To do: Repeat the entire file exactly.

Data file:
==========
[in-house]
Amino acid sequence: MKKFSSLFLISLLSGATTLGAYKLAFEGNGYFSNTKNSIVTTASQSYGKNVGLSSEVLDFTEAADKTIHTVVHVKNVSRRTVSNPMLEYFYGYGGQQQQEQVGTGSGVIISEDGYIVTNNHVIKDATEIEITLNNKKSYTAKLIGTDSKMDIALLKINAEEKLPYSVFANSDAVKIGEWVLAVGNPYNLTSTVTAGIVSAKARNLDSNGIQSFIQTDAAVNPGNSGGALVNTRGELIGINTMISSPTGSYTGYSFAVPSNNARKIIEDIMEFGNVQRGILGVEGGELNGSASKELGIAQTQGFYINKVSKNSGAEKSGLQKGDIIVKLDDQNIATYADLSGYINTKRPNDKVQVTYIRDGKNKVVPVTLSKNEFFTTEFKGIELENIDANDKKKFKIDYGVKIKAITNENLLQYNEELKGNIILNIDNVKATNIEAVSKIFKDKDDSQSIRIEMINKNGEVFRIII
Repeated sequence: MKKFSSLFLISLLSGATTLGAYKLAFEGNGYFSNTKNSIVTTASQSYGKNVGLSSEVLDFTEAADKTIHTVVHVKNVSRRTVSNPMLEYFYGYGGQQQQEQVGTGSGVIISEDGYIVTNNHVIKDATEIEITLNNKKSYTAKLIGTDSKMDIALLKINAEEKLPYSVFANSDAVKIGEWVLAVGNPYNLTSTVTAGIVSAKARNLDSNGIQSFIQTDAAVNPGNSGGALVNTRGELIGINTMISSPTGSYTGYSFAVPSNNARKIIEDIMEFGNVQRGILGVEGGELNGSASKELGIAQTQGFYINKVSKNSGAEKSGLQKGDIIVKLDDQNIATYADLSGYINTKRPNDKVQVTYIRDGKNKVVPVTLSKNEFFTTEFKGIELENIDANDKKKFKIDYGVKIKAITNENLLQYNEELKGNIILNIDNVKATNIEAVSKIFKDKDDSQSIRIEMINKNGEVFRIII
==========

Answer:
[in-house]
Amino acid sequence: MKKFSSLFLISLLSGATTLGAYKLAFEGNGYFSNTKNSIVTTASQSYGKNVGLSSEVLDFTEAADKTIHTVVHVKNVSRRTVSNPMLEYFYGYGGQQQQEQVGTGSGVIISEDGYIVTNNHVIKDATEIEITLNNKKSYTAKLIGTDSKMDIALLKINAEEKLPYSVFANSDAVKIGEWVLAVGNPYNLTSTVTAGIVSAKARNLDSNGIQSFIQTDAAVNPGNSGGALVNTRGELIGINTMISSPTGSYTGYSFAVPSNNARKIIEDIMEFGNVQRGILGVEGGELNGSASKELGIAQTQGFYINKVSKNSGAEKSGLQKGDIIVKLDDQNIATYADLSGYINTKRPNDKVQVTYIRDGKNKVVPVTLSKNEFFTTEFKGIELENIDANDKKKFKIDYGVKIKAITNENLLQYNEELKGNIILNIDNVKATNIEAVSKIFKDKDDSQSIRIEMINKNGEVFRIII
Repeated sequence: MKKFSSLFLISLLSGATTLGAYKLAFEGNGYFSNTKNSIVTTASQSYGKNVGLSSEVLDFTEAADKTIHTVVHVKNVSRRTVSNPMLEYFYGYGGQQQQEQVGTGSGVIISEDGYIVTNNHVIKDATEIEITLNNKKSYTAKLIGTDSKMDIALLKINAEEKLPYSVFANSDAVKIGEWVLAVGNPYNLTSTVTAGIVSAKARNLDSNGIQSFIQTDAAVNPGNSGGALVNTRGELIGINTMISSPTGSYTGYSFAVPSNNARKIIEDIMEFGNVQRGILGVEGGELNGSASKELGIAQTQGFYINKVSKNSGAEKSGLQKGDIIVKLDDQNIATYADLSGYINTKRPNDKVQVTYIRDGKNKVVPVTLSKNEFFTTEFKGIELENIDANDKKKFKIDYGVKIKAITNENLLQYNEELKGNIILNIDNVKATNIEAVSKIFKDKDDSQSIRIEMINKNGEVFRIII